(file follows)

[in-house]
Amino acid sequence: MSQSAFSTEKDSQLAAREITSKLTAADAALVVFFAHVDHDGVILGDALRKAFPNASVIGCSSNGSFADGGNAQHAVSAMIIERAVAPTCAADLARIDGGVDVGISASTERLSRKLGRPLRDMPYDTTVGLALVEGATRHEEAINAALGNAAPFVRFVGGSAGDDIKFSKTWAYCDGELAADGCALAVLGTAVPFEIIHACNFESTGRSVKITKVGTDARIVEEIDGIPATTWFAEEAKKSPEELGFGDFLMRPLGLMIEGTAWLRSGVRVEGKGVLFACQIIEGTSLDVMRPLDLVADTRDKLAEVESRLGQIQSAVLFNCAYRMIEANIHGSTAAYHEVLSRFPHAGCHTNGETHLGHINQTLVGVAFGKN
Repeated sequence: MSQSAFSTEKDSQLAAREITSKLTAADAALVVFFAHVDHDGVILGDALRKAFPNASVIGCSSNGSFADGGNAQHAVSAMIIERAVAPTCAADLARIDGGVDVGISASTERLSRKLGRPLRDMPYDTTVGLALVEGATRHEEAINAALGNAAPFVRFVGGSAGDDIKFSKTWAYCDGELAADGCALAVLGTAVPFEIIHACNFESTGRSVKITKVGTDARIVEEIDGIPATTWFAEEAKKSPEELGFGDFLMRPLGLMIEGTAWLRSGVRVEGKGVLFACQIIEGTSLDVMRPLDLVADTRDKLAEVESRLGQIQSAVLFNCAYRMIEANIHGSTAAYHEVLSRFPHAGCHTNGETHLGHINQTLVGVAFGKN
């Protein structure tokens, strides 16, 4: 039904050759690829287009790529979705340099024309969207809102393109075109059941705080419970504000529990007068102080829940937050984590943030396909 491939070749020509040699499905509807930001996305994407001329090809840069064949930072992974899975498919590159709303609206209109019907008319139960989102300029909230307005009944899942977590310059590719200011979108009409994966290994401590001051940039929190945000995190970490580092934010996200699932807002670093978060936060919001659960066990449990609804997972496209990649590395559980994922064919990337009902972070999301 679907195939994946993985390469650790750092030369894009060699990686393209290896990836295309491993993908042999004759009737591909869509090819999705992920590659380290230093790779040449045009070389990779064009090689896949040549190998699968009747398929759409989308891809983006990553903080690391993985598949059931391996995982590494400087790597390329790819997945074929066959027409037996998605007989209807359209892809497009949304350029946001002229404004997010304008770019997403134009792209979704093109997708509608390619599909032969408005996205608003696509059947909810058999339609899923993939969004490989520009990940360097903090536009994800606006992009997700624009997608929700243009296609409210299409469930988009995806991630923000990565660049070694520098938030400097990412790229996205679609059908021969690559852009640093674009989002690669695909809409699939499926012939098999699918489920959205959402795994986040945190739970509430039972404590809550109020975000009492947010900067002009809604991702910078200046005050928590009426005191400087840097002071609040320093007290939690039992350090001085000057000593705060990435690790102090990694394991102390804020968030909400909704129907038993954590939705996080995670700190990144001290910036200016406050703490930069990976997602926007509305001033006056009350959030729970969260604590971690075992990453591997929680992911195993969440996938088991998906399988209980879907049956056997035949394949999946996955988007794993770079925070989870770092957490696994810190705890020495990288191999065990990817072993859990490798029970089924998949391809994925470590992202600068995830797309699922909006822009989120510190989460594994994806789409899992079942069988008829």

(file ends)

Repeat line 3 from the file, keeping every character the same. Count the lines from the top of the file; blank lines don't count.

Repeated sequence: MSQSAFSTEKDSQLAAREITSKLTAADAALVVFFAHVDHDGVILGDALRKAFPNASVIGCSSNGSFADGGNAQHAVSAMIIERAVAPTCAADLARIDGGVDVGISASTERLSRKLGRPLRDMPYDTTVGLALVEGATRHEEAINAALGNAAPFVRFVGGSAGDDIKFSKTWAYCDGELAADGCALAVLGTAVPFEIIHACNFESTGRSVKITKVGTDARIVEEIDGIPATTWFAEEAKKSPEELGFGDFLMRPLGLMIEGTAWLRSGVRVEGKGVLFACQIIEGTSLDVMRPLDLVADTRDKLAEVESRLGQIQSAVLFNCAYRMIEANIHGSTAAYHEVLSRFPHAGCHTNGETHLGHINQTLVGVAFGKN